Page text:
Daily Answer Writing
30 September 2021

Q) Absence timely formal credit available is one of the major determinants of rural distress. What are the constraints faced by the farmers in this regard?  Suggest lasting solutions overcome such challenges. (250 Words)

  • Source: The Indian Express - Page /The Editorial page - 12 - THE RURAL DEBT TRAP
  • GS 3: Agriculture


Approach Answer:

Introduction: Indebtedness is one of the major concerns for the Indian agriculture, which is at around 90%; Average debt of an household generally hovers around 1 Lakh per month. Above which about 70% of agricultural households spend more than they earn and 25% live below poverty line. This creates immense rural distress.


Constraints of Financial Resources:

    • High rates of Indebted ness: According to NSO's recent survey, incidence of indebtedness (IOI) the proportion of households having outstanding loans - is 35% in rural India 17.8% of rural households are indebted to institutional credit agencies, 10.2% to non-institutional agencies and 7% to both. 
    • Informal Credit: The share of debt from institutional credit agencies in total outstanding debt in rural India is 66% as compared to 87% in urban India. Most of such farmers have resorted to availing credit from even money lenders.
    • High rate of interest: Whereas the rate of interest charged on most of institutional debt is between 10 to 15%, whereas on non-institutional debt it falls between 20 to 25%.
    • Low Income: The NABARD All India Rural Financial Inclusion Survey (NAFIS) shows that average agriculture household income was a mere Rs 8,931 per month in 2016-17.
    • Dilution of Priority sector lending requirement: PSL guidelines were diluted & SIDBI was formed in 1990s, which allowed PSL target shortfall funds to be shared by both NABARD and SIDBI. Banks were allowed to lend to activities that were remotely connected with agriculture or  in agri-business, yet classify them as agricultural loans.
    • Inputs of modern agriculture are very expensive for small farmers.
    • Lack of financial inclusion/literacy: There are 42Crore Zero-balance accounts in India, which is still far less compared to Indian population. This reduces the access to Institutional credit.
    • Expenditure through debt: The top 10% rural households in terms of asset ownership spend almost two-thirds of their institutional debt and 40% of non-institutional debt on farm/non-farm business, whereas the bottom 10% spend half of their total debt on household expenditure.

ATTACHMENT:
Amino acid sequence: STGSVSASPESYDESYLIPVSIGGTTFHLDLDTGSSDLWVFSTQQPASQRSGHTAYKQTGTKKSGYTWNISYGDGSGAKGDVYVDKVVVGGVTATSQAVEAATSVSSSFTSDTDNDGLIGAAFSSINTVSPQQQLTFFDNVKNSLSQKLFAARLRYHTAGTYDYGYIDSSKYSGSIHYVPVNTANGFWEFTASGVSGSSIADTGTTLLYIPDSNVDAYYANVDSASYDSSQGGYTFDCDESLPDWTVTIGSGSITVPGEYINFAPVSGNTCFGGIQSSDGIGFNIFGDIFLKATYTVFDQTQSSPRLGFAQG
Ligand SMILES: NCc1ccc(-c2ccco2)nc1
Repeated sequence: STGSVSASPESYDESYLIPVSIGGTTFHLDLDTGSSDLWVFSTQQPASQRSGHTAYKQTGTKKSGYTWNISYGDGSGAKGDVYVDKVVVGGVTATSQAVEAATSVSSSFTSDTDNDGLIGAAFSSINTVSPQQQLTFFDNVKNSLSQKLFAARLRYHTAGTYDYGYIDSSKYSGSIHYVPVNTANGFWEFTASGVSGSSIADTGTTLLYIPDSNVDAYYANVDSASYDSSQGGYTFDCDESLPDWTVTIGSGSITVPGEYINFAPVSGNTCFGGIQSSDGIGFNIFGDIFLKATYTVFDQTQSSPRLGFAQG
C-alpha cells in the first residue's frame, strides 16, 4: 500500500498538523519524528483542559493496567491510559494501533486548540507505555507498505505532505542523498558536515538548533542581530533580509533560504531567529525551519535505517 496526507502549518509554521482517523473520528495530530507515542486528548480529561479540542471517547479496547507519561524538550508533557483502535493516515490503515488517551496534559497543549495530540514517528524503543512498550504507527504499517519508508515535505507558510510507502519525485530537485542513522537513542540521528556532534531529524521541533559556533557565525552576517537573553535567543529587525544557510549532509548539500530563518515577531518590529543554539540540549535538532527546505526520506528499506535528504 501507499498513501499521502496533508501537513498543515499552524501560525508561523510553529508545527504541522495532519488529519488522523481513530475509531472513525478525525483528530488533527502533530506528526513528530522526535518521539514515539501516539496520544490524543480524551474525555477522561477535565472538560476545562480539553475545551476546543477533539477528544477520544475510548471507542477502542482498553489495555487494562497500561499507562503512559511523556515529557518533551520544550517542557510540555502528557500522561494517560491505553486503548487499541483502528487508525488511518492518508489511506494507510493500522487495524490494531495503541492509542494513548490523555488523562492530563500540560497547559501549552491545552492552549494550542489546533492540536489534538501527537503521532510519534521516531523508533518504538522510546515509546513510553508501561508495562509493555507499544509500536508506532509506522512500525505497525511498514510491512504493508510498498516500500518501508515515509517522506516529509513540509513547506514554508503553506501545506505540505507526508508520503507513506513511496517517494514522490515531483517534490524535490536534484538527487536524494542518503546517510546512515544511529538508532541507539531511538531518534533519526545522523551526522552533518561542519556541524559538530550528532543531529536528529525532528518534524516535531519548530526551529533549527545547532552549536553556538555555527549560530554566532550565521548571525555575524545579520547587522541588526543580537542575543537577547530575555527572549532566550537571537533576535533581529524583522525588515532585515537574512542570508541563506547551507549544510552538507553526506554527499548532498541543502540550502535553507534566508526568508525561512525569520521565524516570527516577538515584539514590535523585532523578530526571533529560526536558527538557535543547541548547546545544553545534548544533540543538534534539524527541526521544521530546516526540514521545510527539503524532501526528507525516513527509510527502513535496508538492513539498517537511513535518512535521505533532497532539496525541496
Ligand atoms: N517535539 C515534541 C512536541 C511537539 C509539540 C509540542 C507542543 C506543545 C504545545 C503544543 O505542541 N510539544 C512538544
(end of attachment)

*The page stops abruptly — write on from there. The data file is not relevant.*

• Inequality due to collateral: The NSO report shows that the top 10% of asset-owning households have borrowed 80% of their total debt from institutional sources, whereas those in the bottom 50% borrowed around 53% of total debt from non-institutional sources. 
    • Post liberalization stagnation: Number of Rural branches have become stagnant in numbers as Opening branches in rural India is no longer profitable.
    • Dependency on Market intermediaries: Arhatias in Mandis have control over not only the markets but are also first in line to provide credit.


Solutions for ensuring credit:

    • Financial literacy: to increase the credit penetration, education about financial literacy seems to be important, which is also one of the main pillars of RBI's National Strategy for Financial Inclusion (NSFI).
    • Expand the outreach of Credit facilities System: by providing more number of bank branches in rural areas. Here RBI can take up  a better role through its branch authorization policy, making it compulsory for more number of branches to be open in rural areas.
    • Providing universal access to financial services: It must be compulsory as a matter of right to have a bank account which can be linked with an array of services including insurance scheme (PMJJBY, PMSBY, etc.) and Pension scheme (NPS, APY, etc.)
    • Easy processing of loans: Features like increased limit of Kisan Credit card for easy disbursal of loans and less stringent collateral requirement of the micro-loans.
    • Interest subvention on micro-agricultural loans: for those on the margins and may find it difficult to repay.
    • Covering each loan with crop insurance: So that any disaster do not impede the ability of the farmer to repay the loan or go bankrupt.
    • Issue Kisan Credit Cards to women farmers: 2016 Economic survey have shown that the number of women farmers is increasing over the years. Providing financial connection can reinforce this trend.


Conclusion: These solution shall be in the line with RBI's National Strategy for Financial Inclusion (NSFI) which aims for Universal Access to Financial Services  by creating an access to a formal financial service provider for every individual within a reasonable distance of 5 KM radius. Due to the Pandemic, the aim of 2020 for this has been delayed, which now should be resumed as soon as possible.

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